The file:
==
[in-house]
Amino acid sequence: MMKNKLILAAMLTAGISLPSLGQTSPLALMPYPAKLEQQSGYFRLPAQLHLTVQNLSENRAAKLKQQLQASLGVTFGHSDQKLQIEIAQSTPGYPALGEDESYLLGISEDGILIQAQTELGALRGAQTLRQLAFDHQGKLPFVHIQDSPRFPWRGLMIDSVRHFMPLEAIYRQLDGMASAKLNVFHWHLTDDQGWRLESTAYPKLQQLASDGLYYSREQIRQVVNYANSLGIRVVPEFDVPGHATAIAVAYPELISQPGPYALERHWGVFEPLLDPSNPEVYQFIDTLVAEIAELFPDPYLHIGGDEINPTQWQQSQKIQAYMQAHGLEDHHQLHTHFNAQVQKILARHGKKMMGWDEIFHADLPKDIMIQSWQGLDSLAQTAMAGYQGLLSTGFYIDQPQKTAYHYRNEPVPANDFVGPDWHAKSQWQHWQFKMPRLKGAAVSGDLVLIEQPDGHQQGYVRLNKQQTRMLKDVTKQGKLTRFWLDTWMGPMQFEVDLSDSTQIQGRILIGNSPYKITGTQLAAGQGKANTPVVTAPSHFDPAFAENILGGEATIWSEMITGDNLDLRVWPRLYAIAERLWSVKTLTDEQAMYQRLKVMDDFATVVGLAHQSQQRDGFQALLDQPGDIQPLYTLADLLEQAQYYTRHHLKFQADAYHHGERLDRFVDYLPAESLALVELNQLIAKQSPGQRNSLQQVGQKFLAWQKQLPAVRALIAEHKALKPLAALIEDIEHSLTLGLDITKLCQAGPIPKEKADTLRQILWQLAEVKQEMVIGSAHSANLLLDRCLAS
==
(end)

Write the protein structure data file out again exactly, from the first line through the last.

[in-house]
Amino acid sequence: MMKNKLILAAMLTAGISLPSLGQTSPLALMPYPAKLEQQSGYFRLPAQLHLTVQNLSENRAAKLKQQLQASLGVTFGHSDQKLQIEIAQSTPGYPALGEDESYLLGISEDGILIQAQTELGALRGAQTLRQLAFDHQGKLPFVHIQDSPRFPWRGLMIDSVRHFMPLEAIYRQLDGMASAKLNVFHWHLTDDQGWRLESTAYPKLQQLASDGLYYSREQIRQVVNYANSLGIRVVPEFDVPGHATAIAVAYPELISQPGPYALERHWGVFEPLLDPSNPEVYQFIDTLVAEIAELFPDPYLHIGGDEINPTQWQQSQKIQAYMQAHGLEDHHQLHTHFNAQVQKILARHGKKMMGWDEIFHADLPKDIMIQSWQGLDSLAQTAMAGYQGLLSTGFYIDQPQKTAYHYRNEPVPANDFVGPDWHAKSQWQHWQFKMPRLKGAAVSGDLVLIEQPDGHQQGYVRLNKQQTRMLKDVTKQGKLTRFWLDTWMGPMQFEVDLSDSTQIQGRILIGNSPYKITGTQLAAGQGKANTPVVTAPSHFDPAFAENILGGEATIWSEMITGDNLDLRVWPRLYAIAERLWSVKTLTDEQAMYQRLKVMDDFATVVGLAHQSQQRDGFQALLDQPGDIQPLYTLADLLEQAQYYTRHHLKFQADAYHHGERLDRFVDYLPAESLALVELNQLIAKQSPGQRNSLQQVGQKFLAWQKQLPAVRALIAEHKALKPLAALIEDIEHSLTLGLDITKLCQAGPIPKEKADTLRQILWQLAEVKQEMVIGSAHSANLLLDRCLAS